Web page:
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My grandpa was my rock.  He gave me strength.  But my grandma, Grace was my water.  She was the fluid of my young life that flowed through me and gave me a safe haven, a way to be myself, and ultimately, she saw me as I was.  She gave me unconditional love.  

My whole life she was always sick.  She had one kidney and chronic diabetes.  But she always managed to be larger than life to my childhood self.  She handmade about 12 loaves of bread every week.  I still can close my eyes and see that smell wafting out of her kitchen window.  That smell alone would send me running down the dirt road in a full sprint because I knew it was HER BREAD that was fresh out of the oven and I couldn’t wait to drown a slice in butter and eat it in all its warm fluffy goodness.  She has a way with food and people.  It was her moose soup, her fish ice cream, her salmon, the way of making everyone that she met feel welcomed in her home, the way she always fed people, the way she made willow root baskets, her unwavering faith mixed with her belief in ‘knowing things’ before they happened.  The uncanny way she always filled her berry picking pails before anyone else, the way she wrote and received letters from her friends in Deg Hit’an and would always laugh and smile when she read them.  It was the way she smelled like Oil of Olay & Crisco and how she had a million bingo dabbers laying around the house.  Or the way she’d always tell me that I was her favorite when no one was around and I’d snuggle in ‘her nook’ and feel like nothing can ever break us.  

I was away at boarding school when she got really sick.  It was her failing kidney, her diabetes, and time.  I returned home.  It was not yet breakup, still a cold winter and she was telling us how she wanted everything to be.  We’d read the bible to her or sang hymns to ease her pain.  It went on for weeks like this.  

Then I knew I had to return to school or potentially repeat the same semester as I’d missed so much school.  My mother told me that I’d have to leave the next day as bad weather may keep me home.  I didn’t mind.  I couldn’t imagine leaving my grandmother.  She had become so weak and frail.  It was as if she wasn’t the same person.  But, on the day I had to leave, I’ve never forgotten that I sat at her bedside and held her hand and leaned into her, our foreheads touched, our noses nudged and I cried.  She cried.  It was unimaginable that I had to leave her and never see her in this life ever again.  But she smiled and said, ‘when I go, you’ll know.  I see you.  I’ve always seen you.  We are the same.  Now, go.’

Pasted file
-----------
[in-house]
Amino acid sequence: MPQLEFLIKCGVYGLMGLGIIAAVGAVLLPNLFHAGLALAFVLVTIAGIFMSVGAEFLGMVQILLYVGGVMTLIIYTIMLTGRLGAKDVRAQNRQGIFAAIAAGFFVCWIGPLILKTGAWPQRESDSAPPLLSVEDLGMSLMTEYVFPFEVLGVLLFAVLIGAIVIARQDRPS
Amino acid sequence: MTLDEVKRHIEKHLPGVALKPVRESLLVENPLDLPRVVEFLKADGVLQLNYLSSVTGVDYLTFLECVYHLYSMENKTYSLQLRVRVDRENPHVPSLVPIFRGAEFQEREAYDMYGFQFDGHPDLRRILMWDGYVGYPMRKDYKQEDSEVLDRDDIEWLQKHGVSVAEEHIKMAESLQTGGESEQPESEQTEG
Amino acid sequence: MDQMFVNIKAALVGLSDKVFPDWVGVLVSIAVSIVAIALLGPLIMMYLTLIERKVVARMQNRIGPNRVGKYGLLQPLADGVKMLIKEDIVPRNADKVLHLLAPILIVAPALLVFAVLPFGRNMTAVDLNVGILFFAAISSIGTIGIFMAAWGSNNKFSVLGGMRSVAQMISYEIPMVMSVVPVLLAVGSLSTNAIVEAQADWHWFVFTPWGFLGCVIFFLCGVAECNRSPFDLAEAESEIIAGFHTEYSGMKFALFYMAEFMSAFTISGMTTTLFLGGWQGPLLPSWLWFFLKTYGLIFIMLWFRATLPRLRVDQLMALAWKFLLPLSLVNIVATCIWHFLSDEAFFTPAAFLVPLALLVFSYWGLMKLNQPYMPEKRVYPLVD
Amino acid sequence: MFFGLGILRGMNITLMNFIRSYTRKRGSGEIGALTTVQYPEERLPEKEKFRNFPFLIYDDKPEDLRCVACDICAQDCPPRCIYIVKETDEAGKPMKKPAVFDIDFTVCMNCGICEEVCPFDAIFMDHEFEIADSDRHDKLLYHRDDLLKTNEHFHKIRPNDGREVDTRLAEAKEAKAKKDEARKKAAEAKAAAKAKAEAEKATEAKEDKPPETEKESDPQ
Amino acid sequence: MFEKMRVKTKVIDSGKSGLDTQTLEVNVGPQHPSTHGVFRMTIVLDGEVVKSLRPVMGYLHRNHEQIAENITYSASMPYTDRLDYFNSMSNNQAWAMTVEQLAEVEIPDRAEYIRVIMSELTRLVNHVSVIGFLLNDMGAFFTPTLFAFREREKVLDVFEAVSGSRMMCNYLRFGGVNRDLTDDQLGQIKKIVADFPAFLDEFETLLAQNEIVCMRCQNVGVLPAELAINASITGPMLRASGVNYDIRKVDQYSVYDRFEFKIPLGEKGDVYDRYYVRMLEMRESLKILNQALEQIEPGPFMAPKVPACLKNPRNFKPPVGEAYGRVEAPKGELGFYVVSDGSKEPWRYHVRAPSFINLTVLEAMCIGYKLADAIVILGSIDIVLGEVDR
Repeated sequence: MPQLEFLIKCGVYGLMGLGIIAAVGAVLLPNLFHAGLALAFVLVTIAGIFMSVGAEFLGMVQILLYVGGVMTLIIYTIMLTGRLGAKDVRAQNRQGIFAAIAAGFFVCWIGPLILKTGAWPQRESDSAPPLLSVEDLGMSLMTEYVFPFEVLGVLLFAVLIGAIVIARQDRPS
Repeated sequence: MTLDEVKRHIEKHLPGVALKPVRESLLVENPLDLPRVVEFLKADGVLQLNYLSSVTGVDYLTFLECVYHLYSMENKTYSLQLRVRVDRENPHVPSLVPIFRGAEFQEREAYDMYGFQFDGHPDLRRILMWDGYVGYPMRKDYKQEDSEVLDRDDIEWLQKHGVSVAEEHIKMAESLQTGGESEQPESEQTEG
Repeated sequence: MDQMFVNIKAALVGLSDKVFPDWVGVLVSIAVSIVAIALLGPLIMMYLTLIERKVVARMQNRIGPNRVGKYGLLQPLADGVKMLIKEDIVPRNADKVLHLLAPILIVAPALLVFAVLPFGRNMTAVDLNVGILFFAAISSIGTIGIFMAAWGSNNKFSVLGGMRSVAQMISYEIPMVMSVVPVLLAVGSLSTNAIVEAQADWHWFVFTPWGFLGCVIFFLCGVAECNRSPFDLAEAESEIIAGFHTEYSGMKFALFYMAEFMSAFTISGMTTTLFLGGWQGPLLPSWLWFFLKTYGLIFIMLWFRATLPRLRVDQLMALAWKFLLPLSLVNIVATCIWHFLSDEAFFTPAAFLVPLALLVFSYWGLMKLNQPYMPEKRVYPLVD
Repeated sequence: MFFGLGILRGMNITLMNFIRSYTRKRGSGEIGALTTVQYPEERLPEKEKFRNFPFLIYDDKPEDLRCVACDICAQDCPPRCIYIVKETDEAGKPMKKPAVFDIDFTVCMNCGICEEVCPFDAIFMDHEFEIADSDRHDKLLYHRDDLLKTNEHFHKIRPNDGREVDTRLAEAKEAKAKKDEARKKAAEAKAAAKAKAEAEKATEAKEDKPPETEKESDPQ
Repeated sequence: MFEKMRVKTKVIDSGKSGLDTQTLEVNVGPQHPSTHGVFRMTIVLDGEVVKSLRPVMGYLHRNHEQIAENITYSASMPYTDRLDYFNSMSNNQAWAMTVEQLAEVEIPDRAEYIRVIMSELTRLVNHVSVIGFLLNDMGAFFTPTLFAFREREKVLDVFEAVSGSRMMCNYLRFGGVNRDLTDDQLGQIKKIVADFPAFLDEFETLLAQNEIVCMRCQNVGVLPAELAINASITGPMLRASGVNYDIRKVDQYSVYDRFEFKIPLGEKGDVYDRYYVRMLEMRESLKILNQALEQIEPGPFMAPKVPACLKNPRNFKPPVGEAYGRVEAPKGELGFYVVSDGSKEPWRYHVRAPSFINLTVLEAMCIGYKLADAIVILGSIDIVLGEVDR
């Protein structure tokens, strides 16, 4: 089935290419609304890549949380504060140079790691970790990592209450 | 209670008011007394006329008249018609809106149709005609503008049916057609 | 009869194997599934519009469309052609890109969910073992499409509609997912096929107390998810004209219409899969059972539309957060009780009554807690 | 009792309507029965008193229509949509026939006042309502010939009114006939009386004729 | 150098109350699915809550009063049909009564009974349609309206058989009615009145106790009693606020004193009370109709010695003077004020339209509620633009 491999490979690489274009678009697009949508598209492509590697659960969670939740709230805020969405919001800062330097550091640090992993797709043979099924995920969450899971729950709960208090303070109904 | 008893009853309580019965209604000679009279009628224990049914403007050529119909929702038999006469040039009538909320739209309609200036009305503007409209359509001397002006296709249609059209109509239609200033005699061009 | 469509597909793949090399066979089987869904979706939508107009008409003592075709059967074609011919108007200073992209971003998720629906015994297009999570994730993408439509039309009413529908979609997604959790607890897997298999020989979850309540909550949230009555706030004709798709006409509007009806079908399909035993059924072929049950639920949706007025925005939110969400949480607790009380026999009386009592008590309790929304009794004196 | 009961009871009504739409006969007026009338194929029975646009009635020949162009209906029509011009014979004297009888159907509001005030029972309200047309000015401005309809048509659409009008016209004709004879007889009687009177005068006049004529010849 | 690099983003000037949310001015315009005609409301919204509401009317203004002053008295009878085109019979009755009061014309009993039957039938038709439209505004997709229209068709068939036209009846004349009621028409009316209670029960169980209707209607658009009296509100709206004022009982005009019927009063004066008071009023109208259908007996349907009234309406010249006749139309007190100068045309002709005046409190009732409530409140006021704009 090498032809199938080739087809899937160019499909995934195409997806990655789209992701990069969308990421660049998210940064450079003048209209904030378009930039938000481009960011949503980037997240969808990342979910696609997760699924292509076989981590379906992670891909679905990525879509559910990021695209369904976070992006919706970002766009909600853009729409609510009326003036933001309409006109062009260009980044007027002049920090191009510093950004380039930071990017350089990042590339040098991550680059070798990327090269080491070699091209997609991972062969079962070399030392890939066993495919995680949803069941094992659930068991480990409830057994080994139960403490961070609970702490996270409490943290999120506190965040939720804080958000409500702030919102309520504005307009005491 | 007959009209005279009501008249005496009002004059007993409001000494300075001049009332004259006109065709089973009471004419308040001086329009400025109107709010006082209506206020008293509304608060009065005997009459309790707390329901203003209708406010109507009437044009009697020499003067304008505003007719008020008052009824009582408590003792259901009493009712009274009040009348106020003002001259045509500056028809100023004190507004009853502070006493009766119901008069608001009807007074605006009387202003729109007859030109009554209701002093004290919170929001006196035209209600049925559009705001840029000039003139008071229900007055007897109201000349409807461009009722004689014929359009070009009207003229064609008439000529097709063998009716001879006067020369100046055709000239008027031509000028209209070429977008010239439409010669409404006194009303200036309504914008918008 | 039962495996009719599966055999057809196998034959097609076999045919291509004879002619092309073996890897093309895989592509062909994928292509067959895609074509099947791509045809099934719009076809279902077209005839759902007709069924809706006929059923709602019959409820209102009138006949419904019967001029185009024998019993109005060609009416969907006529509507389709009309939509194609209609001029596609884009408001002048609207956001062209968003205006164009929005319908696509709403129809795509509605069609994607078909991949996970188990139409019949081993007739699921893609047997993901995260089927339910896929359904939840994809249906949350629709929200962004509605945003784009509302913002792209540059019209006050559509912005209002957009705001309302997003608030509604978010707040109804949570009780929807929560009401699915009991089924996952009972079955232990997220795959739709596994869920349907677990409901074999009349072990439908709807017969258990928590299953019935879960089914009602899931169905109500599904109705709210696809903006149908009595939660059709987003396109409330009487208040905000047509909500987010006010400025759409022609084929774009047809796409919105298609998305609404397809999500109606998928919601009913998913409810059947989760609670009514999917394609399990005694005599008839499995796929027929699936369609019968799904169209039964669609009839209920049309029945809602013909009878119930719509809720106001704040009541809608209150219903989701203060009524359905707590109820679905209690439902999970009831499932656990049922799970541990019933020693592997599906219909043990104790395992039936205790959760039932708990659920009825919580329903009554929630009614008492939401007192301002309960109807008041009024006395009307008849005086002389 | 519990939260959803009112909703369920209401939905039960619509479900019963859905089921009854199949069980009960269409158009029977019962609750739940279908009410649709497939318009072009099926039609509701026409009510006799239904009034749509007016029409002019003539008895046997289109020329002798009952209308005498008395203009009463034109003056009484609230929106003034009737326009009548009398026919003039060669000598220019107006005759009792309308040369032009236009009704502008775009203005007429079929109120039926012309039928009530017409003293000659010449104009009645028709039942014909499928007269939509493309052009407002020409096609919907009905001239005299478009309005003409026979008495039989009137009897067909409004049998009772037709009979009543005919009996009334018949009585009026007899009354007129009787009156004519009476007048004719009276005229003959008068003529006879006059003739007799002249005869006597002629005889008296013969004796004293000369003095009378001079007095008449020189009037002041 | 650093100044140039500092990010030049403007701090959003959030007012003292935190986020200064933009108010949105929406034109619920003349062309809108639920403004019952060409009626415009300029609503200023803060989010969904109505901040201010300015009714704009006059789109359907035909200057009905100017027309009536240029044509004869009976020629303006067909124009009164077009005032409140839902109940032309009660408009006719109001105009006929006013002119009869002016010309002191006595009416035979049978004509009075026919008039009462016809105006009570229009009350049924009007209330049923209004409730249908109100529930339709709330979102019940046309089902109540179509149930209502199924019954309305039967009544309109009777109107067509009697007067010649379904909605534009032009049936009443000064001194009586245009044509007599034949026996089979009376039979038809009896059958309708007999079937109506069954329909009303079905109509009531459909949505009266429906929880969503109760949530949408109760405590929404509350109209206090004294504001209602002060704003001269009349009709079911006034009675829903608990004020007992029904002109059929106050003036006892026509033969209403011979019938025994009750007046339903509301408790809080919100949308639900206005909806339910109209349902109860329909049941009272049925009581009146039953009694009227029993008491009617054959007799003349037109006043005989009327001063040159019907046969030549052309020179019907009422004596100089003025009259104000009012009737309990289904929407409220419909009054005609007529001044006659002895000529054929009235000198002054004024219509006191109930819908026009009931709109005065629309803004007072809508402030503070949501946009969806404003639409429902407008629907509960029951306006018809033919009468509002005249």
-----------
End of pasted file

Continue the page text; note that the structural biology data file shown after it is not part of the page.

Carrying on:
That was the last time I saw her in this life.  

I returned to Mt. Edgecumbe and all the normalcy of freshman life in Sitka, Alaska.  I would be fine one moment and have a memory of her and feel her wavering another moment.  Hot tears and pain shot through me…I knew that she would pass any day.  

It was the night of prom and I had on a blue dress and black patent heels.  I was ready to just dance and let go.  I was halfway through the evening and I just wasn’t feeling it.  I went back to the dorm.  I felt a heaviness that I thought maybe I was coming down with something.  I just wanted to go to bed.  And that’s just what I did. 

I awoke in a bright room.  And there she was, my grandma Grace.  She was in all white and she looked young as if she returned to her youth.  She was beautiful.  I jumped to the end of my bed to her and we embraced.  I choked tears and asked if she was in pain anymore, she replied, ‘No, no more pain.’  She said that the beauty of everything after she passed is breathtaking.  She said it’s nothing like we ever imagined.  It’s beyond our wildest dreams.  I wanted to stay there with her forever.  Then she gave me one last squeeze and told me that I’d have to be there for my papa, as he will walk alone now.  ‘Walk with him sometimes.  He will need you for a time.’  She kept her promise and left me with a heavenly smile.  

I abruptly awoke to a dorm aide opening the door and telling me I had a phone call.  It was late and I knew.  It was my mother calling to tell me that my grandma, Grace had passed.  In my sleepy haze, I told her that I knew it, she just visited me.  She understood.  

Grace went home.

Sometimes out of nowhere, I smell fresh bread and I smile and say ‘Hi Grandma.’


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